Biden Budget Proposes Pell Increase, Free Community College
March 13, 2024

​President Biden’s Fiscal Year 2025 budget request released Monday includes $82 billion in federal discretionary spending for the Education Department. That would be a $3.1 billion increase in education spending from FY 2023, the last fully approved amount since the FY 2024 education funding bill remains in flux.

The budget proposal includes a $750 increase to the maximum Pell Grant award ($100 from discretionary funding and $650 from mandatory funding), which would bring the maximum grant to $8,145. However, the Biden plan would set a different maximum for students who attend for-profit institutions, capping it at a $100 increase, for a maximum grant of $7,495. The proposal also says the administration continues to be committed to doubling the Pell Grant by FY 2029. As Inside Higher Ed noted, differentiating the Pell Grant based on the type of institution isn’t entirely new; it was part of President Biden’s Build Back Better Act, which ultimately did not become law.

ACE Senior Vice President Jon Fansmith told Inside Higher Ed that there is a concern with the notion of calculating aid based on the institution that students attend, which would be a shift in federal policy. The worry is that could make it more challenging for students to figure out how to pay for college and navigate their postsecondary options as they assess the aid available to them.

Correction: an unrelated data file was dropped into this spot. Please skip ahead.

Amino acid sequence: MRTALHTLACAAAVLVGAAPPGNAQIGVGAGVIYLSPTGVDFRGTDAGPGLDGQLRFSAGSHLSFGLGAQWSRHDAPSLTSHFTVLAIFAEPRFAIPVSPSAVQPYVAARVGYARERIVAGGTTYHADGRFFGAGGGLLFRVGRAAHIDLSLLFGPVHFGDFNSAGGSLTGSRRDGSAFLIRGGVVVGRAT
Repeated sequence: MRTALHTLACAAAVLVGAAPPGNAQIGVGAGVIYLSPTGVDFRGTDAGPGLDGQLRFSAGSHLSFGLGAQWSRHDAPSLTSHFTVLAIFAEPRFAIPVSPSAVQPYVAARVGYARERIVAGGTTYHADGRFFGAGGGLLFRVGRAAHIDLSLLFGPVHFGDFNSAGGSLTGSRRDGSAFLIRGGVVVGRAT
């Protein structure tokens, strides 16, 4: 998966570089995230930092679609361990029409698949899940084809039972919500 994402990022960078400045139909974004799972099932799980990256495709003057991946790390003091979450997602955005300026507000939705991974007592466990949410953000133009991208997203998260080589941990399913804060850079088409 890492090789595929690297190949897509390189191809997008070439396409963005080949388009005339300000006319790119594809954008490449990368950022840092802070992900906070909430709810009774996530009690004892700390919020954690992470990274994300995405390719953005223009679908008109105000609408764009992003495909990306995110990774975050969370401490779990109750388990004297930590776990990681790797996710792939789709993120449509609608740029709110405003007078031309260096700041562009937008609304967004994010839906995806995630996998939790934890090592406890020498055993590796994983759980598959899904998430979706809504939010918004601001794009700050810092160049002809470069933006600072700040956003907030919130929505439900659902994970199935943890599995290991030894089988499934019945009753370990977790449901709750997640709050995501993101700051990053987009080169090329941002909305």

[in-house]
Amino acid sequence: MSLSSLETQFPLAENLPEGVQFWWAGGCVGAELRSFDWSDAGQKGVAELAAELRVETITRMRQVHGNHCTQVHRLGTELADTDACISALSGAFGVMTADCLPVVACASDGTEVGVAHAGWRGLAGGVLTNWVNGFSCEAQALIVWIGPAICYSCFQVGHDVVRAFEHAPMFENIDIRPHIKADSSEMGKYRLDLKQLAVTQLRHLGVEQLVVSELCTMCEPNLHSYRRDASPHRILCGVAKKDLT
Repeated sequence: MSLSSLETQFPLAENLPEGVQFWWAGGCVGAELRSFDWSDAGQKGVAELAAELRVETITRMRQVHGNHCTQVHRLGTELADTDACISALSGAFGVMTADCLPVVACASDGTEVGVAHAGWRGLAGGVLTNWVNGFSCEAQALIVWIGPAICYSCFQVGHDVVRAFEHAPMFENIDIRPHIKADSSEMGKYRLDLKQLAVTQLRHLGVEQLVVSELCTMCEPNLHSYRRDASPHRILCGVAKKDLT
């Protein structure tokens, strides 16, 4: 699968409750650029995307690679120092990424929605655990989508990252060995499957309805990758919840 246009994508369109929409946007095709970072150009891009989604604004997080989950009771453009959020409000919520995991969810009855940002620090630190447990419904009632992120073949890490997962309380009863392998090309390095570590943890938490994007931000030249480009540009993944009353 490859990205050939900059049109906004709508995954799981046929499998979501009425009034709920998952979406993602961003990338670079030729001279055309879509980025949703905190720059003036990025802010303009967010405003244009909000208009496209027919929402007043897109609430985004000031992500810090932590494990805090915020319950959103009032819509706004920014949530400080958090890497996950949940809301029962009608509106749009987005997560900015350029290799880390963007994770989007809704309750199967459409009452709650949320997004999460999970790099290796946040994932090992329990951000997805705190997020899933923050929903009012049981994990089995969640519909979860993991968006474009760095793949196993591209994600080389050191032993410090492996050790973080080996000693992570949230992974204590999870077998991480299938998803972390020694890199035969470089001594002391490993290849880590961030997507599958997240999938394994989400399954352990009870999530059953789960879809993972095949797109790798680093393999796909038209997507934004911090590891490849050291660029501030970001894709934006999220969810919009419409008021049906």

The FY 2025 budget request includes several new programs, including partnerships between federal, state, and tribal governments to make two years of community college free. The budget also includes a new grant program for eligible Historically Black Colleges and Universities (HBCUs), Tribal Colleges and Universities, and Minority Serving Institutions (MSIs) to subsidize tuition up to $4,500 per year for students from families earning less than $125,000.

It also includes a $12 billion request for a new “Reducing the Costs of College Fund,” which would provide funds to increase access to dual enrollment programs and provide new awards to institutions to increase best practices and innovation around affordability and college completion in order to lower costs per student.

As in previous years, the president’s budget is largely a statement of administrative priorities, since the proposal is unlikely to be taken up by Congress as it is written. 

As Fansmith mentioned in interviews with Inside Higher Ed and Higher Ed Dive, Biden is taking the right approach by doubling down on Pell Grant investments and increasing funding for community colleges, HBCUs, MSIs, and tribal colleges.

“It’s important that the president is putting down a marker for the need to expand funding,” he said. “This is a really astute understanding of where the best gains can be made in the higher education space. It may not necessarily be new, or may be variations on previous proposals, but it’s the right place to keep putting emphasis.”

For the federal research agencies, the president’s budget request includes $48.3 billion for the National Institutes of Health base budget, which would be an $841 million increase from FY 2023. The National Science Foundation would receive $10.183 billion, an increase of $1.72 billion over the final FY 2024 funding level of $9.06 billion that Congress just approved last week.